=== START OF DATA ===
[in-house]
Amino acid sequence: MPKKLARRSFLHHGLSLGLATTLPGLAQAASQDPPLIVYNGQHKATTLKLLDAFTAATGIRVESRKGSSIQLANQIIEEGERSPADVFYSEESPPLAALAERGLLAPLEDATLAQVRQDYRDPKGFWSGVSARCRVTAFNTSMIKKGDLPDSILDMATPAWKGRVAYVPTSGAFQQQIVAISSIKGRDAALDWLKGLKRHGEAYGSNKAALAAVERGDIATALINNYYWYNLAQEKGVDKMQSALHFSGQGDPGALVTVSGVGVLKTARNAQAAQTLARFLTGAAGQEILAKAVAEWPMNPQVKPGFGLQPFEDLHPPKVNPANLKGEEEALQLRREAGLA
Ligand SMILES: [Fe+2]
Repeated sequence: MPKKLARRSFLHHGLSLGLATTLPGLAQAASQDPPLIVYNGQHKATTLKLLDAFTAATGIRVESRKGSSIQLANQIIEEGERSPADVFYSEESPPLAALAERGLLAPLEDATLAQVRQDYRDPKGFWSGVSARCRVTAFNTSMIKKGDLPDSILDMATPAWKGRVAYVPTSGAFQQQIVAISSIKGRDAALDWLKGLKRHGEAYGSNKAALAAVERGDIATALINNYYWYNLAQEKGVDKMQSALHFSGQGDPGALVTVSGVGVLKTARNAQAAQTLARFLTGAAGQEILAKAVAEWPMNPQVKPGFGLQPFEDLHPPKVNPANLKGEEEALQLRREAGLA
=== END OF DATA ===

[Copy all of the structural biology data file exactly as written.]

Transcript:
[in-house]
Amino acid sequence: MPKKLARRSFLHHGLSLGLATTLPGLAQAASQDPPLIVYNGQHKATTLKLLDAFTAATGIRVESRKGSSIQLANQIIEEGERSPADVFYSEESPPLAALAERGLLAPLEDATLAQVRQDYRDPKGFWSGVSARCRVTAFNTSMIKKGDLPDSILDMATPAWKGRVAYVPTSGAFQQQIVAISSIKGRDAALDWLKGLKRHGEAYGSNKAALAAVERGDIATALINNYYWYNLAQEKGVDKMQSALHFSGQGDPGALVTVSGVGVLKTARNAQAAQTLARFLTGAAGQEILAKAVAEWPMNPQVKPGFGLQPFEDLHPPKVNPANLKGEEEALQLRREAGLA
Ligand SMILES: [Fe+2]
Repeated sequence: MPKKLARRSFLHHGLSLGLATTLPGLAQAASQDPPLIVYNGQHKATTLKLLDAFTAATGIRVESRKGSSIQLANQIIEEGERSPADVFYSEESPPLAALAERGLLAPLEDATLAQVRQDYRDPKGFWSGVSARCRVTAFNTSMIKKGDLPDSILDMATPAWKGRVAYVPTSGAFQQQIVAISSIKGRDAALDWLKGLKRHGEAYGSNKAALAAVERGDIATALINNYYWYNLAQEKGVDKMQSALHFSGQGDPGALVTVSGVGVLKTARNAQAAQTLARFLTGAAGQEILAKAVAEWPMNPQVKPGFGLQPFEDLHPPKVNPANLKGEEEALQLRREAGLA